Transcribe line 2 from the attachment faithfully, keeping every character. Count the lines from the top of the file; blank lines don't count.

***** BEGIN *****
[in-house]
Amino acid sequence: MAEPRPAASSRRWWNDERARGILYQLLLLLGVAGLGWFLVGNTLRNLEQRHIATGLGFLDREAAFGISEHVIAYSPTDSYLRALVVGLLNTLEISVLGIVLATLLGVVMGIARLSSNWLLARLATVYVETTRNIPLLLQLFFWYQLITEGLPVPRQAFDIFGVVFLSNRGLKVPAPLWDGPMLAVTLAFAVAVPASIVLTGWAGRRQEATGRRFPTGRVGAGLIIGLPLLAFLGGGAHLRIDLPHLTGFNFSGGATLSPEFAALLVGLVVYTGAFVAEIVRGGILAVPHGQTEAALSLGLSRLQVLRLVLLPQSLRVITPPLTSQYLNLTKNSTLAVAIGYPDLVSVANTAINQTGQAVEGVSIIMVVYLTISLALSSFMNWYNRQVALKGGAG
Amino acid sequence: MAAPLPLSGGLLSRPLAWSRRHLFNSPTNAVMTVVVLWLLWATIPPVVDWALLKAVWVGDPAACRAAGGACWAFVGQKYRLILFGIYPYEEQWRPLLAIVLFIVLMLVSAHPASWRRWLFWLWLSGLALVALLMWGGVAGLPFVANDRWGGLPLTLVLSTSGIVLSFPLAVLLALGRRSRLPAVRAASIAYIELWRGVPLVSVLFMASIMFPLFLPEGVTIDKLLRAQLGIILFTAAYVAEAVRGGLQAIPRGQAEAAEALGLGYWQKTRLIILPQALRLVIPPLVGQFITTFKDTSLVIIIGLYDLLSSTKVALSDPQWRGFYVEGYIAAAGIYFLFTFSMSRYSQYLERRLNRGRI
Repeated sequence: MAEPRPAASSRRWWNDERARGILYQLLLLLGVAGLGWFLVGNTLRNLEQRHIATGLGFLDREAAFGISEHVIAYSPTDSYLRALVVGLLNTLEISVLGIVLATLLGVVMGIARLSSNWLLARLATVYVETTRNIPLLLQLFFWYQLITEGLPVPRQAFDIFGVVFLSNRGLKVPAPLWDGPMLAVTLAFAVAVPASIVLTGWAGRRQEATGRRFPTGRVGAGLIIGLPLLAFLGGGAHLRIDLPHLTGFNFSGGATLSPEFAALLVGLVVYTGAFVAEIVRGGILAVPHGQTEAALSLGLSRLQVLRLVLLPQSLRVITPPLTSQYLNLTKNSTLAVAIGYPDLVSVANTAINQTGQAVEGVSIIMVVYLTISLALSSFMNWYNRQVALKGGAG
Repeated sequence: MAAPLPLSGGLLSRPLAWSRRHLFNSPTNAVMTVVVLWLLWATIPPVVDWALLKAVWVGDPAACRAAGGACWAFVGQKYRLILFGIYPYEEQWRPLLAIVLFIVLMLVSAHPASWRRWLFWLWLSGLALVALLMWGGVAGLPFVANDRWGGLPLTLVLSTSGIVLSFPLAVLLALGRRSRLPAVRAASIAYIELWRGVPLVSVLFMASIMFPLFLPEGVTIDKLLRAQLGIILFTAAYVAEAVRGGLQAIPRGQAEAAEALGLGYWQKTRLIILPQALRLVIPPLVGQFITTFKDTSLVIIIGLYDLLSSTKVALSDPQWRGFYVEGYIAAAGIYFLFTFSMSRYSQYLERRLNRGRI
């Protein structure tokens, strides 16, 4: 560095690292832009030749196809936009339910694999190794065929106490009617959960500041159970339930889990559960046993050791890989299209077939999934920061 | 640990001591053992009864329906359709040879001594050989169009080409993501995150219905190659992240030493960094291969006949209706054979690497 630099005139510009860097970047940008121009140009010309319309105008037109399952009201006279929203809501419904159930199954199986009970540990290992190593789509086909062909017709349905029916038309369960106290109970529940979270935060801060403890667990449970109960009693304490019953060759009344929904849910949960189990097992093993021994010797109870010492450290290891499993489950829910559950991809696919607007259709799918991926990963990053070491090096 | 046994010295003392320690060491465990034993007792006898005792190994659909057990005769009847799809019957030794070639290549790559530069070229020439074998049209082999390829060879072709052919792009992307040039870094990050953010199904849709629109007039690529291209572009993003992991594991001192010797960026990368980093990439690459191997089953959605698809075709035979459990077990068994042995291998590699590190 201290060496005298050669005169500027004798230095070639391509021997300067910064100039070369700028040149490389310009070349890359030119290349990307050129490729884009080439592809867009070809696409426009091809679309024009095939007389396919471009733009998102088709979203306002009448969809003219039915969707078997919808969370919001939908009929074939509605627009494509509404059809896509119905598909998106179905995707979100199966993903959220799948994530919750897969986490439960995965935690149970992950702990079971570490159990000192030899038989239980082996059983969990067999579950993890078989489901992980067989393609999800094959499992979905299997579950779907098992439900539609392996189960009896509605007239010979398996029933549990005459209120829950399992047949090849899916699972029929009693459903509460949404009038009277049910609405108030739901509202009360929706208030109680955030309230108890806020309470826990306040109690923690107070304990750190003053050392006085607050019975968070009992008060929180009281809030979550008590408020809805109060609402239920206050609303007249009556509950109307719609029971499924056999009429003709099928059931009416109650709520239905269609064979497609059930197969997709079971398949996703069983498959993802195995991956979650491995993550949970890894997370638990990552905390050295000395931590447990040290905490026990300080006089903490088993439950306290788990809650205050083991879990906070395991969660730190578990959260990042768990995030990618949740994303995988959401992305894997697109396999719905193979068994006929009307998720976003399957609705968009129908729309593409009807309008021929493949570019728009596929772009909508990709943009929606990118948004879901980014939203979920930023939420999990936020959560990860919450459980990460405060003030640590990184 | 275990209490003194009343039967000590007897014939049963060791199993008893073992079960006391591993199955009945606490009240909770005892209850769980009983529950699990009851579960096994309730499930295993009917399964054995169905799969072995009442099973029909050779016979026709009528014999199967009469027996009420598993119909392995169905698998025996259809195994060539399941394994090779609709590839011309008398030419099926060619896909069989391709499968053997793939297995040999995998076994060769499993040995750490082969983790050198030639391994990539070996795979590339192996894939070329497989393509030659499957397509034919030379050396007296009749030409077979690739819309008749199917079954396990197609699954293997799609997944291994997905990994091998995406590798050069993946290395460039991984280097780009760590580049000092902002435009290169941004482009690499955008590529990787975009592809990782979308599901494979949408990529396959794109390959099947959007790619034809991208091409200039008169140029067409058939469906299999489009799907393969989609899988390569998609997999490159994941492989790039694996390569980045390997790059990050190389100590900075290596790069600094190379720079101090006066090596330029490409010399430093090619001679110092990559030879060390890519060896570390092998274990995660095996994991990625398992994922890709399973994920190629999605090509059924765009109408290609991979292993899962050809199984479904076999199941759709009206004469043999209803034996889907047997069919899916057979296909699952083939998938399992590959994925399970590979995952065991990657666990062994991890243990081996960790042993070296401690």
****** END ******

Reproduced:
Amino acid sequence: MAEPRPAASSRRWWNDERARGILYQLLLLLGVAGLGWFLVGNTLRNLEQRHIATGLGFLDREAAFGISEHVIAYSPTDSYLRALVVGLLNTLEISVLGIVLATLLGVVMGIARLSSNWLLARLATVYVETTRNIPLLLQLFFWYQLITEGLPVPRQAFDIFGVVFLSNRGLKVPAPLWDGPMLAVTLAFAVAVPASIVLTGWAGRRQEATGRRFPTGRVGAGLIIGLPLLAFLGGGAHLRIDLPHLTGFNFSGGATLSPEFAALLVGLVVYTGAFVAEIVRGGILAVPHGQTEAALSLGLSRLQVLRLVLLPQSLRVITPPLTSQYLNLTKNSTLAVAIGYPDLVSVANTAINQTGQAVEGVSIIMVVYLTISLALSSFMNWYNRQVALKGGAG